Buried in the news this past week was a story that NASA had announced a winner in its Power Beaming Challenge, a competition aimed at rewarding innovative designs that may lead toward a new means of getting to space: using an elevator. A space elevator is just one of dozens of projects rattling around in the brains of futurists that has not only the power to inspire people, but also the potential to change the way people live in general. If our species hopes to make the world a better place, it is essential that organizations such as NASA continue to encourage research into expansive projects for the betterment of our civilization.
The space elevator is a perfect example of a massive engineering undertaking to open up access to space by making space travel affordable. The concept was the brainchild of author Arthur Clarke as an economical means of getting into space. A cable over 20,000 kilometers long is placed between a floating offshore platform on a body of water and a space station that orbits the Earth at the same rate as the offshore platform is moving. An elevator car could move payloads between the two ends of the cable at only a fraction of the cost of current orbital rocket technologies. What’s holding the concept back is current technology. Materials strong enough for such a cable don’t yet exist outside of laboratories, and a vehicle that can move up such a cable isn’t like anything ever before built. The NASA competition aims at helping to solve this second dilemma.
There are of course, many other avenues for researching massive scale projects. International Thermonuclear Experimental Reactor is a fusion reactor project in France that could, in theory, solve our clean energy concerns for good through the use of a fusion reactor, that mimics the sun’s internal energy processes. A cell biologist at the Mount Sinai School of Medicine in New York last week published a proposal to artificially fertilize great deserts in Africa and Australia. That would create a new ecosystem that would absorb more carbon dioxide than man produces per year, effectively removing man’s contribution to global warming. Others have proposed solar screens the size of countries that would decrease the total sunlight sent to Earth.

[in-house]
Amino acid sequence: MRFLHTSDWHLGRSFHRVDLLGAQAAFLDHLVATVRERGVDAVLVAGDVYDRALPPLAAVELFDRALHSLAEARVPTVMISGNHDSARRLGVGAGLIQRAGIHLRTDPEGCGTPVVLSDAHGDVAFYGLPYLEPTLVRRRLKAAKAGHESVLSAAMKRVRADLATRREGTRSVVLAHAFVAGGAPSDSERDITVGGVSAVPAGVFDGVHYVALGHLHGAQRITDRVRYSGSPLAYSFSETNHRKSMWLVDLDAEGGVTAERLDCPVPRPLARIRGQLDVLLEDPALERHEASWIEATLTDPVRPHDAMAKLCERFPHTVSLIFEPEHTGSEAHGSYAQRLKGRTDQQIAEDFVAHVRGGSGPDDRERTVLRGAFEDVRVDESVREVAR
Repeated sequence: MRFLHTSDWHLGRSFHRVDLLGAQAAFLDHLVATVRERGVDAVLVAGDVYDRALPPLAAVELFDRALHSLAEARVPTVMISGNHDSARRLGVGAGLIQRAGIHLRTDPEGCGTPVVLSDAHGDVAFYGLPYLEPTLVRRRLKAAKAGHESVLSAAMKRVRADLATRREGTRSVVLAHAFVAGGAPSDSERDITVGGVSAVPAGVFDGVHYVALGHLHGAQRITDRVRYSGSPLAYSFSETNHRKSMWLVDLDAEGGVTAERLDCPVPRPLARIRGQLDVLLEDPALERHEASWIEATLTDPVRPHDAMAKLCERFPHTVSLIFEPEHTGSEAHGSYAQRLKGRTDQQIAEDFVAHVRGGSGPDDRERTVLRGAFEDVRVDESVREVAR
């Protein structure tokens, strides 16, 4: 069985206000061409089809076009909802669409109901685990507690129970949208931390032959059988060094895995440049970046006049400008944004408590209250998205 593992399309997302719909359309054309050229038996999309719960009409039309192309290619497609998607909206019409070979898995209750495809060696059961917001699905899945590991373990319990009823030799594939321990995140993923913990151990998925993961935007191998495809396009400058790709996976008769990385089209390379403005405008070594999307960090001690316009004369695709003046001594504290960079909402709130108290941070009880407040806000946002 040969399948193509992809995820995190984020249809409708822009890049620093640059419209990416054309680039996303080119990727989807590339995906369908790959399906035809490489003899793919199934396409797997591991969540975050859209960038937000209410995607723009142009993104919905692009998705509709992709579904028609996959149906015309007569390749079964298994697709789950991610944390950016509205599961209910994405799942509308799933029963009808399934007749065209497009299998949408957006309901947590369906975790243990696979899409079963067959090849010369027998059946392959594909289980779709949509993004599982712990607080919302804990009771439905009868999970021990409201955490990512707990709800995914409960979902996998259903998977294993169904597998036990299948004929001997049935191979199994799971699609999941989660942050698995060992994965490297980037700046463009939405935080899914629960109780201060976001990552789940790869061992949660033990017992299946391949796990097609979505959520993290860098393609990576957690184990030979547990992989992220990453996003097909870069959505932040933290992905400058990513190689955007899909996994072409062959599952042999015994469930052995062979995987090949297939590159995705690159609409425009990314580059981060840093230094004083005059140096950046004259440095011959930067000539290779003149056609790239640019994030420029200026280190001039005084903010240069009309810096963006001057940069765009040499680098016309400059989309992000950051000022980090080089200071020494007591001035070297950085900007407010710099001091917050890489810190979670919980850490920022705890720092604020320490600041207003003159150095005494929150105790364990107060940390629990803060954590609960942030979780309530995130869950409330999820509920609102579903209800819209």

But these kinds of projects require billions upon billions of dollars — perhaps even trillions — and would require a level of cooperation between countries that seems unachievable today. Without the ambition to try for such lofty goals, there is less incentive for quantum leaps in innovation. The exponential rate of growth of technology should be motivation enough for ever bigger projects, and if people are given just a little push to reach for lofty goals, innovators come out of the woodwork.
The most recent noteworthy example was the Ansari X-Prize, a private group that awarded $10 million to the first team to reach space with a privately financed and built spacecraft. The group’s intention was to spark entrepreneurship and innovation to jumpstart space exploration. Within just a few years, engineer Burt Rutan’s team, Scaled Composites, created what they dubbed SpaceShipOne. The team now has a budding space tourism venture that uses an upgraded version of Rutan’s prize-winning design. Many other proposals for space hotels and spaceplanes have popped up since then. To say that there isn’t excitement over pie in the sky goals is just plain wrong — there’s no greater way to get engineers and scientists to use their talents to their fullest or for governments to cooperate better than to give them dreams.
What if these kind of endeavors fail? A project like the space elevator or massive geoengineering projects aimed at changing the very climate of Earth are perhaps too difficult for our generation to realize. Perhaps we’re fating ourselves to Daedelus’ folly by aspiring to such grand ideas. The same thing that happens when other scientific initiatives fail — the thousands of hours of work, the materials developed and tested and the small innovations designed to work around problems in a larger picture all find their way into our lives in ways their creators never intended. Even if we can’t build a cable strong enough to hold a space elevator, we might design one strong enough to make safer, stronger and more efficient bridges.
By financing and encouraging research into ambitious projects, organizations both public and private that encourage innovation are a benefit to society as a whole. Organizations like NASA and the Ansari X-Prize encourage the first steps toward research in fields that individuals might otherwise not attempt to tackle on their own. More than making a massive project possible, they give more avenues for intended and unintended advancements in beneficial technology.
Ben Caleca can be reached at firstname.lastname@example.org.